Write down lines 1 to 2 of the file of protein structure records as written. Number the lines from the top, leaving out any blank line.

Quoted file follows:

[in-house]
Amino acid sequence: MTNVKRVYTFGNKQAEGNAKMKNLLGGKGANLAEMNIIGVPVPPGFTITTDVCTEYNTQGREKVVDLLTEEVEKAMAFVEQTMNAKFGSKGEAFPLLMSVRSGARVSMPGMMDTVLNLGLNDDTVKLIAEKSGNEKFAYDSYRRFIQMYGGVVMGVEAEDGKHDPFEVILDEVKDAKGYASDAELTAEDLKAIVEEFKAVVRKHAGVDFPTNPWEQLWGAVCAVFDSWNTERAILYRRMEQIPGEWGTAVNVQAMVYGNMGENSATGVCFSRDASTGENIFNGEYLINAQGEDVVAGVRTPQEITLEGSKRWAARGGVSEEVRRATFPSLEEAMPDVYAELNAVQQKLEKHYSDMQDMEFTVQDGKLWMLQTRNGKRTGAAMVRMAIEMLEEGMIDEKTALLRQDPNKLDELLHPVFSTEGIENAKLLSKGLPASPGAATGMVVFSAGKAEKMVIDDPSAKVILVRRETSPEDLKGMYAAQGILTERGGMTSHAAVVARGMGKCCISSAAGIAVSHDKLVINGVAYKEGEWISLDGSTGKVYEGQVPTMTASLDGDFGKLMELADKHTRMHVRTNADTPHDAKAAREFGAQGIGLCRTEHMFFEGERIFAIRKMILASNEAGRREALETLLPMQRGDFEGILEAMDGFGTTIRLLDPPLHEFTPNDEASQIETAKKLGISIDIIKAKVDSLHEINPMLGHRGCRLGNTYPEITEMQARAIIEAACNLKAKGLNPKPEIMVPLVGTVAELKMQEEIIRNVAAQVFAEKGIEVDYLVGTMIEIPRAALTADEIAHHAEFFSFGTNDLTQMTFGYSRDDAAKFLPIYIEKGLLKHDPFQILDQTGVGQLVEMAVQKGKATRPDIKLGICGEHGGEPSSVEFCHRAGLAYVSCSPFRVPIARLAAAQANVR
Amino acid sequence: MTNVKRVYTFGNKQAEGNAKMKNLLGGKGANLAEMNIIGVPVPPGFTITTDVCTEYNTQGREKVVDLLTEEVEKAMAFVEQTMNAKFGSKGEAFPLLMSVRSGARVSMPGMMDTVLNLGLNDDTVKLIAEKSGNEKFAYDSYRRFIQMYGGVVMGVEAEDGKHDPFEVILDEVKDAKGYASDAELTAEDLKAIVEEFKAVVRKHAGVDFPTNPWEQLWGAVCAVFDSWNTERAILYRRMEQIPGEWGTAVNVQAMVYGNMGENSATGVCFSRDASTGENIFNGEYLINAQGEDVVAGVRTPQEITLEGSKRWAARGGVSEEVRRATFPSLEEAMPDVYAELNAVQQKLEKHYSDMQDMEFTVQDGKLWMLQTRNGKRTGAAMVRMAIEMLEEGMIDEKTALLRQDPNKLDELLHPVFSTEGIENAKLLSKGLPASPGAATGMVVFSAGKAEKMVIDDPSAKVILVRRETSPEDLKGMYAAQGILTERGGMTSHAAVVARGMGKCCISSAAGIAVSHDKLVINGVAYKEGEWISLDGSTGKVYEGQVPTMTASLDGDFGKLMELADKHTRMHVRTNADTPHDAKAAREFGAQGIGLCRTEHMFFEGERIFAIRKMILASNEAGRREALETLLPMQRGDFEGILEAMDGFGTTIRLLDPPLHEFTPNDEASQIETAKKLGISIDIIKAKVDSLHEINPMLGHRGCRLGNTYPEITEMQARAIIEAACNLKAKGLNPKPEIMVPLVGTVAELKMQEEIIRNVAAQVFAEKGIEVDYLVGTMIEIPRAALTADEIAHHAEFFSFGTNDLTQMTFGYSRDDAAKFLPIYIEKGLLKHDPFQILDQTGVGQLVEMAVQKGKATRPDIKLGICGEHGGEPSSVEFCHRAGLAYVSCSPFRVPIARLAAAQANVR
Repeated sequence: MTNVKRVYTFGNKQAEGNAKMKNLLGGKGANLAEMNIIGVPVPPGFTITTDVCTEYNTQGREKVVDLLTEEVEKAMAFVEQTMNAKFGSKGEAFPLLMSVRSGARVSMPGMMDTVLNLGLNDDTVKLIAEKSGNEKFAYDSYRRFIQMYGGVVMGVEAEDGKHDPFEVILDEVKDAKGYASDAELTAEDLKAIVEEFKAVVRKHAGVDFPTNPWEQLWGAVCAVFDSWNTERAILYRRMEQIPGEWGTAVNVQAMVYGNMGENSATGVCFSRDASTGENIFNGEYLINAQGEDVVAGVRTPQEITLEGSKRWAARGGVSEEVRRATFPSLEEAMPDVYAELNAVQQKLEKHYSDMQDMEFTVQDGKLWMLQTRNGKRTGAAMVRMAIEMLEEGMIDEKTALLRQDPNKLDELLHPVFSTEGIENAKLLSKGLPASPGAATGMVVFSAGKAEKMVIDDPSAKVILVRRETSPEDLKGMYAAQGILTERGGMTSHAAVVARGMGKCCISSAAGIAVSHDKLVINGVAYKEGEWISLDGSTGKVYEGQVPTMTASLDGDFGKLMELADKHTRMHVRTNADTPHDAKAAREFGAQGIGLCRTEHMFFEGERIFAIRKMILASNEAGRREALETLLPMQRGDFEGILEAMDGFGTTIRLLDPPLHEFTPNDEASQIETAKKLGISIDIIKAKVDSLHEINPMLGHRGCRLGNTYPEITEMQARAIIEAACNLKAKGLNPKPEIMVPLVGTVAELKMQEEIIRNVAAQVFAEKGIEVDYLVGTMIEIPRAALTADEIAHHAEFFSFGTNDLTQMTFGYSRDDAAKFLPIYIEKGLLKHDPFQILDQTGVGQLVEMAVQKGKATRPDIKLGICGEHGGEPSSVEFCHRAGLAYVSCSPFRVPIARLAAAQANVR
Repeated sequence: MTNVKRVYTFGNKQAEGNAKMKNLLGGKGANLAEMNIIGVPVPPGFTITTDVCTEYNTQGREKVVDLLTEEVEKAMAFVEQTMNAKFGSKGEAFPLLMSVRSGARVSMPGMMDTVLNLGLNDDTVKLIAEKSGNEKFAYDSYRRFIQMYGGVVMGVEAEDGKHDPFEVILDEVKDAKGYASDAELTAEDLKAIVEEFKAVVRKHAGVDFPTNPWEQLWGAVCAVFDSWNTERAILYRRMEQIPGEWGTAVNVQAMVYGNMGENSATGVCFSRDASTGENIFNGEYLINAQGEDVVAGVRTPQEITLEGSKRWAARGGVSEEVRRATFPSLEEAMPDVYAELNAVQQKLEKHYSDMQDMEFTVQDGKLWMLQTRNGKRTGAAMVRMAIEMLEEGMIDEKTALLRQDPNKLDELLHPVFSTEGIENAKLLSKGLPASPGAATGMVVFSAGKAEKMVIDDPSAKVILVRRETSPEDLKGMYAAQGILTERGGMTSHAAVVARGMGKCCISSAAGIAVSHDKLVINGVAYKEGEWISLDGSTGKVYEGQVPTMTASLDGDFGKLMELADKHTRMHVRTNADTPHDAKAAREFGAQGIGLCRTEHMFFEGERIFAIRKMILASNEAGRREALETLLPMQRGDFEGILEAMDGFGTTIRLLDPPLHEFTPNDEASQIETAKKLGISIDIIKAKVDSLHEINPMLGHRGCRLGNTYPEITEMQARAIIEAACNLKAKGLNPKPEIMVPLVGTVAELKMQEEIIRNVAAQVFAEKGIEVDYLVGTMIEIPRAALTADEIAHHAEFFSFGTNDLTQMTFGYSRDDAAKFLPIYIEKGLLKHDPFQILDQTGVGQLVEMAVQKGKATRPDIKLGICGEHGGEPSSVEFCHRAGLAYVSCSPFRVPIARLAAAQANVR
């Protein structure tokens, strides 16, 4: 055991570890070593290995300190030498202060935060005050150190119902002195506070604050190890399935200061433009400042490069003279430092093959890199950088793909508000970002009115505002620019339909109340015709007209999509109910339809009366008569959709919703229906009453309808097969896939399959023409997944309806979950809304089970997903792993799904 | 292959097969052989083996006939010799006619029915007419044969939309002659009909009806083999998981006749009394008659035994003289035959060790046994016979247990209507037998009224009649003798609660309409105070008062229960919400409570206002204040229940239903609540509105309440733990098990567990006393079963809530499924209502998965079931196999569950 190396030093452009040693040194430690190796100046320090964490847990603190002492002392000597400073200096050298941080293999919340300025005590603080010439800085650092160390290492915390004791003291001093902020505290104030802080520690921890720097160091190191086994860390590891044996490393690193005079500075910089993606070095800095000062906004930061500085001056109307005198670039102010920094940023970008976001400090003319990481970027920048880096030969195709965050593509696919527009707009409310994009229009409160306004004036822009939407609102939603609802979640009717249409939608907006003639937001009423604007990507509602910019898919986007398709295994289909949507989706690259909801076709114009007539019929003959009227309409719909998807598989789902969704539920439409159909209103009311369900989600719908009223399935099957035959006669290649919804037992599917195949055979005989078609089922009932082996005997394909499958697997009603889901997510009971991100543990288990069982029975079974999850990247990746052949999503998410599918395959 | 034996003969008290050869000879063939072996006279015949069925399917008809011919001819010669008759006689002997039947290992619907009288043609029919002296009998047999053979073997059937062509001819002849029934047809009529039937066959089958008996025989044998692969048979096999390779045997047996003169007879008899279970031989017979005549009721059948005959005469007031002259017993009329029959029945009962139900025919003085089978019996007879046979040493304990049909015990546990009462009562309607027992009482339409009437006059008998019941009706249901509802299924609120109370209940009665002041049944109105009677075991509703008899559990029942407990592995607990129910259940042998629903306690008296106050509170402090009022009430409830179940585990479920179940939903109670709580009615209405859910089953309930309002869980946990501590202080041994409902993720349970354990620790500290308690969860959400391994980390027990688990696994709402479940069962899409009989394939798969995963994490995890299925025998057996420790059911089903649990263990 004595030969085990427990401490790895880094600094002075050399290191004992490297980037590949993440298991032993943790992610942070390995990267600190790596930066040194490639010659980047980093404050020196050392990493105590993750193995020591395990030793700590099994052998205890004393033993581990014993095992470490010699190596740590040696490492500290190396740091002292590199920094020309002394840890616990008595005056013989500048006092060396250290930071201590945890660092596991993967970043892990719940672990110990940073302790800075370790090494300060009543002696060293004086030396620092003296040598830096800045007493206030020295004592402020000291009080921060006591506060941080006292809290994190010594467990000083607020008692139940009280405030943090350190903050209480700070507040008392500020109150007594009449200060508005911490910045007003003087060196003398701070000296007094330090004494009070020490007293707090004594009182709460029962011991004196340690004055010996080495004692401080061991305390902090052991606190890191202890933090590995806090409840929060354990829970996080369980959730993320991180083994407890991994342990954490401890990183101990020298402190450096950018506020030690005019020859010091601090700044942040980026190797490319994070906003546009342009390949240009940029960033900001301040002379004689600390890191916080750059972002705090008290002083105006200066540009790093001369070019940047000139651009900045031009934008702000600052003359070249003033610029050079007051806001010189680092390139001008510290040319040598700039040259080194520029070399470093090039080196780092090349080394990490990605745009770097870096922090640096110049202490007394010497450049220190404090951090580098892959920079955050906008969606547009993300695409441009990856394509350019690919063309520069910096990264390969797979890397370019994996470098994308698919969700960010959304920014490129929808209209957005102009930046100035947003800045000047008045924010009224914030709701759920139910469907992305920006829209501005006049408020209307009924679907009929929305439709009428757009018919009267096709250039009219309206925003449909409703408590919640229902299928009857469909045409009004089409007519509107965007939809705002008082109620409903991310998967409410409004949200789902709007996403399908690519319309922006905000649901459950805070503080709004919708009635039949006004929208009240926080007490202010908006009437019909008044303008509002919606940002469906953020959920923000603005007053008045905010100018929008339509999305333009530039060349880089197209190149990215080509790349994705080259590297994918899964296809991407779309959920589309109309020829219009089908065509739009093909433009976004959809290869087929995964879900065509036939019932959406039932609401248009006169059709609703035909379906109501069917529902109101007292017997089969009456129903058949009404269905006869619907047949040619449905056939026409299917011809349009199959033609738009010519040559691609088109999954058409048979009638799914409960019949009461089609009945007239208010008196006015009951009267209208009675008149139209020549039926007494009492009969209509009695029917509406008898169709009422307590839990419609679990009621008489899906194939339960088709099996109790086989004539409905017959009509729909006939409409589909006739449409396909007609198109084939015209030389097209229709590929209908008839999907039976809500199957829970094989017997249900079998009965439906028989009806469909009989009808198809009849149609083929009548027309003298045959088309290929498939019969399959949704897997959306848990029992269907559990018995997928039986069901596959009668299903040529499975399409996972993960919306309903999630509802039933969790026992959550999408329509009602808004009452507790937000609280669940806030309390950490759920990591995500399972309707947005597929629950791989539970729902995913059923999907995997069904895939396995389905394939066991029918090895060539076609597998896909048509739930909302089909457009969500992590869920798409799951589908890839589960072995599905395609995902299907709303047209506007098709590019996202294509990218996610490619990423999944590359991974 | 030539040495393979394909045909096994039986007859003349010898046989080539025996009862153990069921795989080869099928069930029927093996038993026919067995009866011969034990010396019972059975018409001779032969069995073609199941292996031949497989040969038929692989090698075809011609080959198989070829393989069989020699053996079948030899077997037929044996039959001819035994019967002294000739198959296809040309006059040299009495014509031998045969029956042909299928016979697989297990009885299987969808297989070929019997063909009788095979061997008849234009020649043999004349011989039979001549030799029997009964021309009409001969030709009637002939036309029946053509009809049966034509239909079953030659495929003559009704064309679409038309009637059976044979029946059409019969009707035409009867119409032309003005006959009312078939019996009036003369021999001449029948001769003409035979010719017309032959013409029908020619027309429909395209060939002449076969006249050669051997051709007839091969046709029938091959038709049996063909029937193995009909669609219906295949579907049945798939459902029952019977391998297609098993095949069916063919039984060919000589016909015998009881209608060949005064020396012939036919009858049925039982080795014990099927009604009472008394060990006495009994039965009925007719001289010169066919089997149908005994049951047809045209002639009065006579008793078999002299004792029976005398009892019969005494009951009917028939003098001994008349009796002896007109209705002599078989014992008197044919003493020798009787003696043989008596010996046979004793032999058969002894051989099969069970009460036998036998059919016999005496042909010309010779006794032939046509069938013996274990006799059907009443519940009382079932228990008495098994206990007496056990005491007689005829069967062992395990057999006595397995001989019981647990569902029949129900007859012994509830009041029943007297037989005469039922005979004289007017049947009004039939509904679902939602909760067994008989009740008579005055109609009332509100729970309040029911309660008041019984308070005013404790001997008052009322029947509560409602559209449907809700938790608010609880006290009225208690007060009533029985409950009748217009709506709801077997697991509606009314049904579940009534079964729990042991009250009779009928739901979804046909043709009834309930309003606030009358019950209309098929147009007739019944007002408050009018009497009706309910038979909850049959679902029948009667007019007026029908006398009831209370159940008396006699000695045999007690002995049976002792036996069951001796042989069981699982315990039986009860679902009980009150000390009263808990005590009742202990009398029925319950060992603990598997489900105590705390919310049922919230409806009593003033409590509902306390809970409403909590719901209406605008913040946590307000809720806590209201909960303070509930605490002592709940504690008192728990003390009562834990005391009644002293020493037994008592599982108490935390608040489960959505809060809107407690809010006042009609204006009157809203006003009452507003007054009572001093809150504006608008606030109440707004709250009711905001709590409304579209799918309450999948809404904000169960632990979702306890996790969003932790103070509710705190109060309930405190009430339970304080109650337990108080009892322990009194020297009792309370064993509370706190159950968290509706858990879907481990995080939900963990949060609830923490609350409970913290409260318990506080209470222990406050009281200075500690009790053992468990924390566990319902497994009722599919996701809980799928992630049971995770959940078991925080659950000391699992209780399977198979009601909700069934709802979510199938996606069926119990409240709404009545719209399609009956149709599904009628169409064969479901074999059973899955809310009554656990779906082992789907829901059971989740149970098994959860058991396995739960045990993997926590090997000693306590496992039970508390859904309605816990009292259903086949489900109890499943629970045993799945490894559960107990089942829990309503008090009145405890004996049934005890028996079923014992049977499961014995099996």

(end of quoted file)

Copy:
[in-house]
Amino acid sequence: MTNVKRVYTFGNKQAEGNAKMKNLLGGKGANLAEMNIIGVPVPPGFTITTDVCTEYNTQGREKVVDLLTEEVEKAMAFVEQTMNAKFGSKGEAFPLLMSVRSGARVSMPGMMDTVLNLGLNDDTVKLIAEKSGNEKFAYDSYRRFIQMYGGVVMGVEAEDGKHDPFEVILDEVKDAKGYASDAELTAEDLKAIVEEFKAVVRKHAGVDFPTNPWEQLWGAVCAVFDSWNTERAILYRRMEQIPGEWGTAVNVQAMVYGNMGENSATGVCFSRDASTGENIFNGEYLINAQGEDVVAGVRTPQEITLEGSKRWAARGGVSEEVRRATFPSLEEAMPDVYAELNAVQQKLEKHYSDMQDMEFTVQDGKLWMLQTRNGKRTGAAMVRMAIEMLEEGMIDEKTALLRQDPNKLDELLHPVFSTEGIENAKLLSKGLPASPGAATGMVVFSAGKAEKMVIDDPSAKVILVRRETSPEDLKGMYAAQGILTERGGMTSHAAVVARGMGKCCISSAAGIAVSHDKLVINGVAYKEGEWISLDGSTGKVYEGQVPTMTASLDGDFGKLMELADKHTRMHVRTNADTPHDAKAAREFGAQGIGLCRTEHMFFEGERIFAIRKMILASNEAGRREALETLLPMQRGDFEGILEAMDGFGTTIRLLDPPLHEFTPNDEASQIETAKKLGISIDIIKAKVDSLHEINPMLGHRGCRLGNTYPEITEMQARAIIEAACNLKAKGLNPKPEIMVPLVGTVAELKMQEEIIRNVAAQVFAEKGIEVDYLVGTMIEIPRAALTADEIAHHAEFFSFGTNDLTQMTFGYSRDDAAKFLPIYIEKGLLKHDPFQILDQTGVGQLVEMAVQKGKATRPDIKLGICGEHGGEPSSVEFCHRAGLAYVSCSPFRVPIARLAAAQANVR